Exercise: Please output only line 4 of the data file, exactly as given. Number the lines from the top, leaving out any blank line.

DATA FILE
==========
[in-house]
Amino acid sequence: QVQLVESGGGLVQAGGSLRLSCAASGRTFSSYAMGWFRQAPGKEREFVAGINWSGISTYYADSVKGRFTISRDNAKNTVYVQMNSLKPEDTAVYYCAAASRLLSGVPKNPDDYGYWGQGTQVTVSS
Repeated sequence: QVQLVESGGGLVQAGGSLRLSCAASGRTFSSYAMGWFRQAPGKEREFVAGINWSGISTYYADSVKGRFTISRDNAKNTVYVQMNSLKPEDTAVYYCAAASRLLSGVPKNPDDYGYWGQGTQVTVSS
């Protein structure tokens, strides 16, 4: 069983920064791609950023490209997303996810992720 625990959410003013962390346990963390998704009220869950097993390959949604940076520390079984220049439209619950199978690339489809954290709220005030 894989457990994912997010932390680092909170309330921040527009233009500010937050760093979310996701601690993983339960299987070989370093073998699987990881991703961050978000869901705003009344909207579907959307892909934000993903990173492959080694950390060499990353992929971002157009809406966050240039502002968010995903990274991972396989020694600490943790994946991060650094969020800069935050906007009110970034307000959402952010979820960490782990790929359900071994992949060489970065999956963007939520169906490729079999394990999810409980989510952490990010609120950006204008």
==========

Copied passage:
């Protein structure tokens, strides 16, 4: 069983920064791609950023490209997303996810992720 625990959410003013962390346990963390998704009220869950097993390959949604940076520390079984220049439209619950199978690339489809954290709220005030 894989457990994912997010932390680092909170309330921040527009233009500010937050760093979310996701601690993983339960299987070989370093073998699987990881991703961050978000869901705003009344909207579907959307892909934000993903990173492959080694950390060499990353992929971002157009809406966050240039502002968010995903990274991972396989020694600490943790994946991060650094969020800069935050906007009110970034307000959402952010979820960490782990790929359900071994992949060489970065999956963007939520169906490729079999394990999810409980989510952490990010609120950006204008």